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Care homes in England have been given the go-ahead to reopen to visitors if they can meet conditions laid out in new coronavirus guidance.
The government announced today that family and friends will be able to once again visit their loved ones in social care settings, as lockdown restrictions continue to ease.
“It is really important that we don’t undo all of the hard work of care homes”
However, decisions on reopening care homes to visitors will be made locally by council directors of public health based on risk assessments.
They will have to take into account Covid-19 infection rates in their area, the situation in the individual care home, and other factors set out in the government guidance.
Visitors will have to wear face coverings and other personal protective equipment where required.
More on care homes and Covid-19:
The government also advised that, where possible, visits should be limited to a “single constant visitor” per resident, to control footfall in care homes and the consequent risk of infection.
Visits should take place in an outdoor space at the care home if it was available, said the guidance.
Matt Hancock, health and social care secretary, said: “I know how painful it has been for those in care homes not being able to receive visits from their loved ones throughout this period.
“We are now able to carefully and safely allow visits to care homes, which will be based on local knowledge and circumstances for each care home.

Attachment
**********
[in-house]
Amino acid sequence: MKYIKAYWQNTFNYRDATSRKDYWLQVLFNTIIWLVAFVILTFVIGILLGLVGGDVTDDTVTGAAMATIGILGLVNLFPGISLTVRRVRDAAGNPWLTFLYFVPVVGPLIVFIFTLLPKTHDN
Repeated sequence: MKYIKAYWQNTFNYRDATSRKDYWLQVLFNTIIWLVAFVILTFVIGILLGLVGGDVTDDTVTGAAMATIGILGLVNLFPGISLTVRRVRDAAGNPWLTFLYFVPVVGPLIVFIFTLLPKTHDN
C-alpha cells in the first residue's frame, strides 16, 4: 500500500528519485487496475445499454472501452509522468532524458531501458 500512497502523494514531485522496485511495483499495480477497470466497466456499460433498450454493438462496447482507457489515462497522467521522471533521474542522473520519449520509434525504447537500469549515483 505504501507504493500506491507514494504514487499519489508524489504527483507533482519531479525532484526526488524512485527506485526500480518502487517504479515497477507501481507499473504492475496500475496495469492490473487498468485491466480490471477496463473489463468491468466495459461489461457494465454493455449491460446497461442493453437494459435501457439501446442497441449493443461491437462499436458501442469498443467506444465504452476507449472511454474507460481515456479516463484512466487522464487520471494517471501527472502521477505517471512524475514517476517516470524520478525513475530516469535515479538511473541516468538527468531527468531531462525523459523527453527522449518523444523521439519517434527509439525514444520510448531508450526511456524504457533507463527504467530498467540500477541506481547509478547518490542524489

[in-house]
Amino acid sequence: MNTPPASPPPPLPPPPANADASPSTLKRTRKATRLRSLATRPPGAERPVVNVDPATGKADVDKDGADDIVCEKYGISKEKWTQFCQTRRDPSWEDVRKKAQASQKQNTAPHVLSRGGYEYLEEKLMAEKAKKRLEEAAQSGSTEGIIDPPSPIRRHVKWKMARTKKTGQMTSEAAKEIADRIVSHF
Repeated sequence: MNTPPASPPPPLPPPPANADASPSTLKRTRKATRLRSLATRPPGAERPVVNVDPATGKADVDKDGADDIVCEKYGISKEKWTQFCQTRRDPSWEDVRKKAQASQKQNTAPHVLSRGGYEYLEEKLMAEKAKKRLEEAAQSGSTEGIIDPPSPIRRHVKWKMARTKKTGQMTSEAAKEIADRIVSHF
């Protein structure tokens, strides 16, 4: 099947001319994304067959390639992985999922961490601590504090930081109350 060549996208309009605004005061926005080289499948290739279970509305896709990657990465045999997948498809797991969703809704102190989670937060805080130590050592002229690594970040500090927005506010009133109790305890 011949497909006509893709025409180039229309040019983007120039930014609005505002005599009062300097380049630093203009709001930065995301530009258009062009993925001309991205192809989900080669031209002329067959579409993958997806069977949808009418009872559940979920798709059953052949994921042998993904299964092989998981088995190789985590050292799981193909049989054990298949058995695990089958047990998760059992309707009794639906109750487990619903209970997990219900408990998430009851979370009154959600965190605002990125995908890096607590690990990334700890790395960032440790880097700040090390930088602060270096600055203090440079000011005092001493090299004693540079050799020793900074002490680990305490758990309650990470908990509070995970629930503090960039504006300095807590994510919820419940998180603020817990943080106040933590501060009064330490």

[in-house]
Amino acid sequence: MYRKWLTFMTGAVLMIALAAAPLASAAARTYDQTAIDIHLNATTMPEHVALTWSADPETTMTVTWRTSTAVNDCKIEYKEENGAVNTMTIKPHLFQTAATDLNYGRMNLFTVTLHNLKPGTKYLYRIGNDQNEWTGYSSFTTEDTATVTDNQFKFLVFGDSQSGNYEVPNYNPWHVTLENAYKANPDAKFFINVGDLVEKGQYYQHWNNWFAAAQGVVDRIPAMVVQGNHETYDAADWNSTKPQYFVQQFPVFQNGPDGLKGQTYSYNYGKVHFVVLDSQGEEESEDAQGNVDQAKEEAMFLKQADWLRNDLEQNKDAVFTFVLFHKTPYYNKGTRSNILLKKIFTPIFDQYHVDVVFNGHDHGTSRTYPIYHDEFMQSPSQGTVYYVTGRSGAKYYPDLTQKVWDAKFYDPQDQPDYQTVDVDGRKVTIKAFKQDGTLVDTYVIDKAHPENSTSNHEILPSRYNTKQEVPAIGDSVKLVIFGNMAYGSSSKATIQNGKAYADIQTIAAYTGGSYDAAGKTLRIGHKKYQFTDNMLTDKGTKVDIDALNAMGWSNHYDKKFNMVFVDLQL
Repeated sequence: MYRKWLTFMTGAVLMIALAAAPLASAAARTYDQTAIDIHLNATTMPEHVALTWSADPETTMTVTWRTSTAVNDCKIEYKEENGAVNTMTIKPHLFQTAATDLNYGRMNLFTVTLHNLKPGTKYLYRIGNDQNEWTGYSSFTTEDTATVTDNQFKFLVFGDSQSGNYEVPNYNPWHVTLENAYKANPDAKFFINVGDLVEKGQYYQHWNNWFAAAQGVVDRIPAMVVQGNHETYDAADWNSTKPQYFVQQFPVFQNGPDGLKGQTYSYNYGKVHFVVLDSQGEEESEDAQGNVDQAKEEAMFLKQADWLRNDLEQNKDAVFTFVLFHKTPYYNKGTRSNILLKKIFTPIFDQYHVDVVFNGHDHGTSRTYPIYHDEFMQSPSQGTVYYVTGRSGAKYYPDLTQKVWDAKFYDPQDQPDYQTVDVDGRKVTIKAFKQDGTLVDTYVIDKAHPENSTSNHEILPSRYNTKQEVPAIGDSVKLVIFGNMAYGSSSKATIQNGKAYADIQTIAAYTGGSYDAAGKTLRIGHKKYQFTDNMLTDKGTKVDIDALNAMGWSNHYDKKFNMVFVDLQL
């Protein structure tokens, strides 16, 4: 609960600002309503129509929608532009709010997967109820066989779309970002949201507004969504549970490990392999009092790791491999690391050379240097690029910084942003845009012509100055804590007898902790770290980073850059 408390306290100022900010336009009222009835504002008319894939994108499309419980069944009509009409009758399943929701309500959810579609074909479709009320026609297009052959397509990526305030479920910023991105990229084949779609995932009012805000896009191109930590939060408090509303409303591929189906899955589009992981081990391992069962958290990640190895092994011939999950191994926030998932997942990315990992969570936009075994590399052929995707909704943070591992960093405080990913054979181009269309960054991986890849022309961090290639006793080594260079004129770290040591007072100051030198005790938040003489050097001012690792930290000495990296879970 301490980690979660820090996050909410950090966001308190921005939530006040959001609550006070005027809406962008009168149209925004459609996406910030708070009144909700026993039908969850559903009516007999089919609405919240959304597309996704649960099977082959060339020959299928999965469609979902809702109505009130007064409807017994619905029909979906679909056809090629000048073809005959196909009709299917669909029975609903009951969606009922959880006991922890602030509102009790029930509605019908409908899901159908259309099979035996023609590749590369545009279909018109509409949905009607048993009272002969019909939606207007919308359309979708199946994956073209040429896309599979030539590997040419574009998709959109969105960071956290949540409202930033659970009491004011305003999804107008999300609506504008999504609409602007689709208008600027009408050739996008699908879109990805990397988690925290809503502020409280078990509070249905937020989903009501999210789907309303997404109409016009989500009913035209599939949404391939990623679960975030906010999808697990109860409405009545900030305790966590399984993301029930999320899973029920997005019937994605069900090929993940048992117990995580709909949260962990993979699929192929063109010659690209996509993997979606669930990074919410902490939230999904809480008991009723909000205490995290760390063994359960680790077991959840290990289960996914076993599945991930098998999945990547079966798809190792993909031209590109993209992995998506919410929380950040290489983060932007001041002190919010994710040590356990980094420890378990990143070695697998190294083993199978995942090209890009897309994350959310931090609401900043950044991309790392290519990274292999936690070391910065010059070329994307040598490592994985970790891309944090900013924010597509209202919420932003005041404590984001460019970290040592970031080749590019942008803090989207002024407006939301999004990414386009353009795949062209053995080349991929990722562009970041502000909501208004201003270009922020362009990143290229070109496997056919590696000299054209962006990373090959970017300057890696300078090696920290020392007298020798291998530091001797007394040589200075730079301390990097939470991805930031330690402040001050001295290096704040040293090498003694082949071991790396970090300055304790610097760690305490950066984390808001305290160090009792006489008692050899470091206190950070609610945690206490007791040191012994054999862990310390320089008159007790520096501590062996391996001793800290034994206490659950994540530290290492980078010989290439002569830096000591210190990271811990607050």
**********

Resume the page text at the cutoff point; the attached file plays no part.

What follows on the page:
“It is really important that we don’t undo all of the hard work of care homes over the last few months while ensuring families and friends can be safely reunited so we have put in place guidance that protects everyone.”
Care homes will also be asked to keep records of visitors and utilise the NHS Test and Trace service in the event of a Covid-19 outbreak.
The guidance also recommended visits being allocated through a booking and appointment system, rather than on an ad hoc basis.
“People need people and this is such an important step for the wellbeing of individuals and their relatives”
Professor Martin Green, chief executive of Care England, which represents many care home providers, said the guidance fell short and had come too late.
For example, he noted that the government failed to give advice on taking residents on a day out away from the home.
“Also, we need to look beyond outdoor visits and recognise that these new conditions may be with us for quite some time,” added Professor Green.
“The failure to acknowledge this nuance underscores the lack of governmental understanding of the complexities present within the adult social care sector.”
Lisa Lenton, chair of the Care Providers Alliance (CPA), described the guidance as being “overdue”.
She said the CPA had been “calling for government guidance for many weeks and released its own visitors’ protocol last month in its absence”.
“People need people and this is such an important step for the wellbeing of individuals and their relatives,” she added.
Meanwhile, Jane Harris, director of external affairs at the National Autistic Society, said the news that visitors would be allowed to care homes again would be a “huge relief” to families.
“It’s vital that local decision makers now work with care homes to make visits possible, while ensuring everyone is kept safe, to finally reunite thousands of autistic people with their families,” she added.